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London is one of just two areas in Britain that will see employment levels grow in construction, according to a new study.

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The industry lost around 60,000 jobs last year, and is facing another decade of “pain”, the annual skills report said.

The report painted a “stark” picture in 2012, with a 20 per cent downturn in public sector housing contracts, a 5 per cent fall in the private housing sector and a 15 per cent cut in road and other infrastructure construction.

The Construction Skills Network predicted falls in job levels every year until 2016, reaching a low of 2.3million, the worst for over a decade.

Recruitment is set to run at under 30,000 a year from now until 2017, mainly to fill vacancies arising from workers leaving, said the report.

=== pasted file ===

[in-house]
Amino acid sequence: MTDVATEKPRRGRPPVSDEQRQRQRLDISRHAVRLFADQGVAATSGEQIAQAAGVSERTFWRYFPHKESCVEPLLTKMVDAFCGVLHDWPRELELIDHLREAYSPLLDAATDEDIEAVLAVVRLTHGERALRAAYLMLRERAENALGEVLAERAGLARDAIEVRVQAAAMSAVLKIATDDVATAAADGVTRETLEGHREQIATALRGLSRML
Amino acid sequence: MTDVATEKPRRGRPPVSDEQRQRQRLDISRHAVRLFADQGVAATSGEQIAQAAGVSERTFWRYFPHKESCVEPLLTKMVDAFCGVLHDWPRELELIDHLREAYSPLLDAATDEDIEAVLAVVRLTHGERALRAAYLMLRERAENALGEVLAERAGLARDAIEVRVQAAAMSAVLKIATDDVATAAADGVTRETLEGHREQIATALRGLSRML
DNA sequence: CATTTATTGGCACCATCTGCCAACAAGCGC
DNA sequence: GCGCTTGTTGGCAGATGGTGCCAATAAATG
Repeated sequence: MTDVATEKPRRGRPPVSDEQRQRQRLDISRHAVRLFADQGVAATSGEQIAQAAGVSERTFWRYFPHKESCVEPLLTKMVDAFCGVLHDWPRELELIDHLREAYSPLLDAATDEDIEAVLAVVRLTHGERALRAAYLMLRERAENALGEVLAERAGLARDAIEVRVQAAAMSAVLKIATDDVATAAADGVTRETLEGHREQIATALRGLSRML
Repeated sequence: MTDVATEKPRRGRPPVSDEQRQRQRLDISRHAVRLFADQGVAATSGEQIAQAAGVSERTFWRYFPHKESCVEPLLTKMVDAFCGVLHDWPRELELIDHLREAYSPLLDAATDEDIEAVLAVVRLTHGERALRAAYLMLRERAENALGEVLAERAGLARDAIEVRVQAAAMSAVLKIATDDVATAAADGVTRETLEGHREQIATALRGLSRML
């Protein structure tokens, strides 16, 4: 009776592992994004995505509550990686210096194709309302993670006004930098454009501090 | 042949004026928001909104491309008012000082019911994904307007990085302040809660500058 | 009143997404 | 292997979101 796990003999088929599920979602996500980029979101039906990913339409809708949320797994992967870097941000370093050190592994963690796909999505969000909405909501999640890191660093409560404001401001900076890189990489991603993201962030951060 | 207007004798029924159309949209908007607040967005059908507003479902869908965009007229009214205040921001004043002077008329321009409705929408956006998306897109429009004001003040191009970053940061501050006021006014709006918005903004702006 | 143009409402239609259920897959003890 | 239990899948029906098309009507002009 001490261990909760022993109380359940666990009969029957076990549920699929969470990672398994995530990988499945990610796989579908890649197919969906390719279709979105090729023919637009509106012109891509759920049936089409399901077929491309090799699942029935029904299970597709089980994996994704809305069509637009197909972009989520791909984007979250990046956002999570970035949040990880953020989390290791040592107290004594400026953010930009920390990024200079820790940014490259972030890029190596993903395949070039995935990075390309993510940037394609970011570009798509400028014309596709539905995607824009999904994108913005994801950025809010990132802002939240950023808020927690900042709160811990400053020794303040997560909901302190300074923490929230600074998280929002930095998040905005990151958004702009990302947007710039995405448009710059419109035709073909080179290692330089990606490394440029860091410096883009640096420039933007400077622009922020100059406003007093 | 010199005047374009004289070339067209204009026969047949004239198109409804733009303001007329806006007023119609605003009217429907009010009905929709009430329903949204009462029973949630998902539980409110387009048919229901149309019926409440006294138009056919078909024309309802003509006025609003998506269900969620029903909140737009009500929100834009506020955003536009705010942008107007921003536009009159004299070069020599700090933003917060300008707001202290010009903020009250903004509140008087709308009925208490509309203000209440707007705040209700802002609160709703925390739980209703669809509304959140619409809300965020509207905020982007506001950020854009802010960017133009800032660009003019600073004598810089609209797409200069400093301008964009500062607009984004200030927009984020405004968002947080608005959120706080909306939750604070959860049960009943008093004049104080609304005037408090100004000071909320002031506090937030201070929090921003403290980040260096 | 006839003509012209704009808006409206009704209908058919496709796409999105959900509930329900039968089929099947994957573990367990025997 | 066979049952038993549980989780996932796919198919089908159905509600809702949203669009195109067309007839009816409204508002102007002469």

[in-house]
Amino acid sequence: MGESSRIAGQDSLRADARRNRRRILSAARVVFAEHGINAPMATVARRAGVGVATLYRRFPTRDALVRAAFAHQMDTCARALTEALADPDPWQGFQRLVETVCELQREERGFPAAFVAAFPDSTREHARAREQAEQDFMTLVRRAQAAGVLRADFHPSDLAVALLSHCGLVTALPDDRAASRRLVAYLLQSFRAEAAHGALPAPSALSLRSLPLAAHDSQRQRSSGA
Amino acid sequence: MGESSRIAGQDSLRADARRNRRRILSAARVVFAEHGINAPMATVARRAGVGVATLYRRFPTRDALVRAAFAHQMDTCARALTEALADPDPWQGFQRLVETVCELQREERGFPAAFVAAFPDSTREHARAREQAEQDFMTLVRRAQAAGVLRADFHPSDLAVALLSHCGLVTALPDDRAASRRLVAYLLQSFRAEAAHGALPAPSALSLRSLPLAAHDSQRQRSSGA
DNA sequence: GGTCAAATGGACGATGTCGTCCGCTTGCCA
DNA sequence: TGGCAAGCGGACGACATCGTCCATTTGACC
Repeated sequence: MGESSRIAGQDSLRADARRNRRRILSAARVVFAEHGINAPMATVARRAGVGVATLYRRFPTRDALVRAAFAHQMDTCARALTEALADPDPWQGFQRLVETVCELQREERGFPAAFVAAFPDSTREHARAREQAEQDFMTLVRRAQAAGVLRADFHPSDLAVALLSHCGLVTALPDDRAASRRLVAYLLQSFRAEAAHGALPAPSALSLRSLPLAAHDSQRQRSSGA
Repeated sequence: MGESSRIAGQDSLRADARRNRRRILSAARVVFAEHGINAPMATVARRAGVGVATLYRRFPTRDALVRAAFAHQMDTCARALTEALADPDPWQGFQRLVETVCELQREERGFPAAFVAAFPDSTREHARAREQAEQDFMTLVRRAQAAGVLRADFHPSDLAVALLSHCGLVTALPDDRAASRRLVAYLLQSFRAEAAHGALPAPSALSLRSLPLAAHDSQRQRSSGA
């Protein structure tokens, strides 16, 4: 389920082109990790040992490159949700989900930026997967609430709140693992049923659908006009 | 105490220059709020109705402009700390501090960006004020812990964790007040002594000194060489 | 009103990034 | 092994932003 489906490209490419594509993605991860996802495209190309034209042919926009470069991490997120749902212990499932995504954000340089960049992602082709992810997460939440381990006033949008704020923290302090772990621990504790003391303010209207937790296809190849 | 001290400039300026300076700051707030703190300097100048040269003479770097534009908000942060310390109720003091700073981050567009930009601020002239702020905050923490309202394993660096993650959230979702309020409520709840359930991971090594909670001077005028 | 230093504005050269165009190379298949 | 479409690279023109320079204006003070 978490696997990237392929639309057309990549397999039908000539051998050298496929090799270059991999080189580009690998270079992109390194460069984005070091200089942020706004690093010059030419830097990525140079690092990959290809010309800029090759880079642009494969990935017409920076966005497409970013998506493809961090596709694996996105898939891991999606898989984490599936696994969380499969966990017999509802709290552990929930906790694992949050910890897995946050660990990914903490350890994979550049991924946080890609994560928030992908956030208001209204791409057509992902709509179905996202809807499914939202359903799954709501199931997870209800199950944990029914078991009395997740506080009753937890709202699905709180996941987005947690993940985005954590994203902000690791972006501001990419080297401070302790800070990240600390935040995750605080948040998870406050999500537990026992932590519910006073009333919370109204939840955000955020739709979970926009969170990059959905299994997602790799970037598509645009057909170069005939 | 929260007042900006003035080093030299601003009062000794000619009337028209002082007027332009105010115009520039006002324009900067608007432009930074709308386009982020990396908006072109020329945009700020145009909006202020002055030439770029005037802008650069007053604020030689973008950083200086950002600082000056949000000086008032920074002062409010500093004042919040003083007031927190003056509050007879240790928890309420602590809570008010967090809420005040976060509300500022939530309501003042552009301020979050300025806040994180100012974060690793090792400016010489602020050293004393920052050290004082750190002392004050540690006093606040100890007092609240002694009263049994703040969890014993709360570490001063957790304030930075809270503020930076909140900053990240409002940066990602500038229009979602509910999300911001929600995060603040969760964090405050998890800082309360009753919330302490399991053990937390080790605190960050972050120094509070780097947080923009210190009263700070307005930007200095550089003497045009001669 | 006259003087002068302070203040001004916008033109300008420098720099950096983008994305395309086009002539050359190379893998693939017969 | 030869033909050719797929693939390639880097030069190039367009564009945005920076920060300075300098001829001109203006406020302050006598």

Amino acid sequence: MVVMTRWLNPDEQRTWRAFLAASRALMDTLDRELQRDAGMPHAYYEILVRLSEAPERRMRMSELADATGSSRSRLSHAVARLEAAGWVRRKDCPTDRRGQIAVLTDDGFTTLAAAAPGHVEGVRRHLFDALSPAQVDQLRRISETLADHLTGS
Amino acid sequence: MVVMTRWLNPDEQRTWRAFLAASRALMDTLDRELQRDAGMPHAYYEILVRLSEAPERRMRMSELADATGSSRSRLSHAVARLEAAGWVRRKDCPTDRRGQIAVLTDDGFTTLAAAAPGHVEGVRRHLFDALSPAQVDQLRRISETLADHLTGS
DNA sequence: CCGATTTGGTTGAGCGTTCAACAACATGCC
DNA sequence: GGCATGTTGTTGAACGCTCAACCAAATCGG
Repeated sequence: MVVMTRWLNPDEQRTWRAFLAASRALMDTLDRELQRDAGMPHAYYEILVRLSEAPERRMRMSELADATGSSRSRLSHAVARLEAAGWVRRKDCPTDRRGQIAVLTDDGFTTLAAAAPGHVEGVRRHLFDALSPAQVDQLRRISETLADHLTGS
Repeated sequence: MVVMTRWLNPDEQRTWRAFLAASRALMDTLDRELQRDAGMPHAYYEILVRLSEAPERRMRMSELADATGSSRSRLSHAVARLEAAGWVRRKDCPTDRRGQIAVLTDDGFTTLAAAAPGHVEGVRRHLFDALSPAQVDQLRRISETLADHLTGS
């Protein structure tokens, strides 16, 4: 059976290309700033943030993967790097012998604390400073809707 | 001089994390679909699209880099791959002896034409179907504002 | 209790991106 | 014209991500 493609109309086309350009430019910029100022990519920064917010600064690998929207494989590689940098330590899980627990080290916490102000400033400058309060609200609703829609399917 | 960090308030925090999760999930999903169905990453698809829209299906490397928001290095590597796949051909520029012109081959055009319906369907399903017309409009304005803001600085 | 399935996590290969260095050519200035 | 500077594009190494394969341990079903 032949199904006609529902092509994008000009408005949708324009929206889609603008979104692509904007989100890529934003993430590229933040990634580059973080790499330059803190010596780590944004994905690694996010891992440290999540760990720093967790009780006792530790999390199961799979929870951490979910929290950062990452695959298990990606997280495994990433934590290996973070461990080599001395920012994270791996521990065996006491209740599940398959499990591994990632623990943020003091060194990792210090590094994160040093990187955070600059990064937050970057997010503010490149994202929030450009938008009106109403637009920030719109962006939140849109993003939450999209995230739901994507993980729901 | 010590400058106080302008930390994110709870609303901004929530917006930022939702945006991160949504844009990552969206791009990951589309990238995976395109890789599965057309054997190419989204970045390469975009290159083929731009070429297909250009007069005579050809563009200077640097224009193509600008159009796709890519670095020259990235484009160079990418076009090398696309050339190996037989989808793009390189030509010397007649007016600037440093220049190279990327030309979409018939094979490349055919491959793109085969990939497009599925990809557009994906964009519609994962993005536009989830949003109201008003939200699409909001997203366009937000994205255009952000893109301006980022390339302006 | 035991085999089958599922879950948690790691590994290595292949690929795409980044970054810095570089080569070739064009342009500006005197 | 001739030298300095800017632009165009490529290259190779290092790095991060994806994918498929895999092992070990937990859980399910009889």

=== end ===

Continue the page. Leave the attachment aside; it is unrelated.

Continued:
Only Greater London and the East of England will see employment levels grow, according to the research.

Spokeswoman Judy Lowe said construction had found itself at the centre of a “perfect storm” last year, hit by public spending cuts and a lack of investment in the private sector.

“Worryingly, the outlook doesn’t look much better. By 2017 construction output will still be 12 per cent down on its 2007 peak, and employment 17 per cent down on its peak in 2008.

“We don’t anticipate the industry returning to its former levels until at least 2022, meaning this will be one of the most difficult periods for construction on record.”

There are around 150,000 unemployed construction workers, potentially costing the economy £2.1billion a year in benefits and lost tax revenue, the report added.

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